• Creates an event activity and turn context for the proactive turn.
  • Calls the adapter's middleware pipeline.
  • Calls the provided callback method.
  • The turn context uses the conversation reference to send any messages to the user.

The sample has a bot, a messages endpoint, and an extra endpoint that's used to send proactive messages to the user, as shown in the following illustration.

Interaction diagram showing how the bot gets a conversation reference and uses it to send a proactive message.

Retrieve and store the conversation reference

When the Bot Framework Emulator connects to the bot, the bot receives two conversation update activities. In the bot's conversation update activity handler, the conversation reference is retrieved and stored in a dictionary as shown below.


private void AddConversationReference(Activity activity)
    var conversationReference = activity.GetConversationReference();
    _conversationReferences.AddOrUpdate(conversationReference.User.Id, conversationReference, (key, newValue) => conversationReference);

protected override Task OnConversationUpdateActivityAsync(ITurnContext<IConversationUpdateActivity> turnContext, CancellationToken cancellationToken)
    AddConversationReference(turnContext.Activity as Activity);

    return base.OnConversationUpdateActivityAsync(turnContext, cancellationToken);

The conversation reference includes a conversation property that describes the conversation in which the activity exists. The conversation includes a user property that lists the users participating in the conversation, and a service URL property that indicates where replies to the current activity may be sent. A valid conversation reference is needed to send proactive messages to users. (For the Teams channel, the service URL maps to a regionalized server.)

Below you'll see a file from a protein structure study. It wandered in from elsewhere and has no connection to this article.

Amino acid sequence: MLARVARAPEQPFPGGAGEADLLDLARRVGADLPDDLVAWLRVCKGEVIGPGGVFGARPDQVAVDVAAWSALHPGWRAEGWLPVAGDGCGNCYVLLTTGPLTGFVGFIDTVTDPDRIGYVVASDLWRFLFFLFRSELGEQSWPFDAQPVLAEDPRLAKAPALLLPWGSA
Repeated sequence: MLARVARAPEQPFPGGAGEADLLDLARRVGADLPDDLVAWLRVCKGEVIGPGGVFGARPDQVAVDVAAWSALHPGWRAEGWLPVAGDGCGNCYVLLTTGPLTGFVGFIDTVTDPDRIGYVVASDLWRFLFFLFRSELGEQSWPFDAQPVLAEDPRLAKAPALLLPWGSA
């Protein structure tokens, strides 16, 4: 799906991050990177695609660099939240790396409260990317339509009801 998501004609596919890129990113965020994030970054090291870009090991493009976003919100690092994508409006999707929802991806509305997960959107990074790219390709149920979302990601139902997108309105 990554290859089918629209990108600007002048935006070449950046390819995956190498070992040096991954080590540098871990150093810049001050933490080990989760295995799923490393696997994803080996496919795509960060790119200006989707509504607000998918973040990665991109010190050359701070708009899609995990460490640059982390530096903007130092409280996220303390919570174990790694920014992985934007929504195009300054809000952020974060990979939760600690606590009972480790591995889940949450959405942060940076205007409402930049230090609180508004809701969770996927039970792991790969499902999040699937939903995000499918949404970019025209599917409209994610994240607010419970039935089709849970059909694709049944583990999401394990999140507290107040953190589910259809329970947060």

In a real-world scenario you would persist conversation references in a database instead of using an object in memory.

Send a proactive message

The second controller, the notify controller, is responsible for sending the proactive message to the user. It uses the following steps to generate a proactive message.

  1. Retrieves the reference for the conversation to which to send the proactive message.
  2. Calls the adapter's continue conversation method, providing the conversation reference and the turn handler delegate to use. (The continue conversation method generates a turn context for the referenced conversation and then calls the specified turn handler delegate.)
  3. In the delegate, uses the turn context to send the proactive message. Here, the delegate is defined on the notify controller, and it sends the proactive message to the user.